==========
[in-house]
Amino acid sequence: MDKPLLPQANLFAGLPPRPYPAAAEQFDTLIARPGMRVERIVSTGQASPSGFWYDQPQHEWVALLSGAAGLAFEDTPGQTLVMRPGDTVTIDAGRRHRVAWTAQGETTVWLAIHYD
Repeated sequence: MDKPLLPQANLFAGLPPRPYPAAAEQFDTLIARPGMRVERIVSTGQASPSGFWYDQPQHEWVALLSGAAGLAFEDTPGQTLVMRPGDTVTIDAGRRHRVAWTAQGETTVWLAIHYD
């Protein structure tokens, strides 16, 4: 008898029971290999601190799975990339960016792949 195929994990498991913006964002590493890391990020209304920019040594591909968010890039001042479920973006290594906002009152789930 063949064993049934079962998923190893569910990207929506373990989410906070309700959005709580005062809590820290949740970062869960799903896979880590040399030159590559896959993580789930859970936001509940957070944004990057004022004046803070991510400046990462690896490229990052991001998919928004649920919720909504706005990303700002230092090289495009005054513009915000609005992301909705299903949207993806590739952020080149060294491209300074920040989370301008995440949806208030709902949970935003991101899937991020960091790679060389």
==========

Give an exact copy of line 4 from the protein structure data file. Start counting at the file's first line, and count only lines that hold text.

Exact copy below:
């Protein structure tokens, strides 16, 4: 008898029971290999601190799975990339960016792949 195929994990498991913006964002590493890391990020209304920019040594591909968010890039001042479920973006290594906002009152789930 063949064993049934079962998923190893569910990207929506373990989410906070309700959005709580005062809590820290949740970062869960799903896979880590040399030159590559896959993580789930859970936001509940957070944004990057004022004046803070991510400046990462690896490229990052991001998919928004649920919720909504706005990303700002230092090289495009005054513009915000609005992301909705299903949207993806590739952020080149060294491209300074920040989370301008995440949806208030709902949970935003991101899937991020960091790679060389």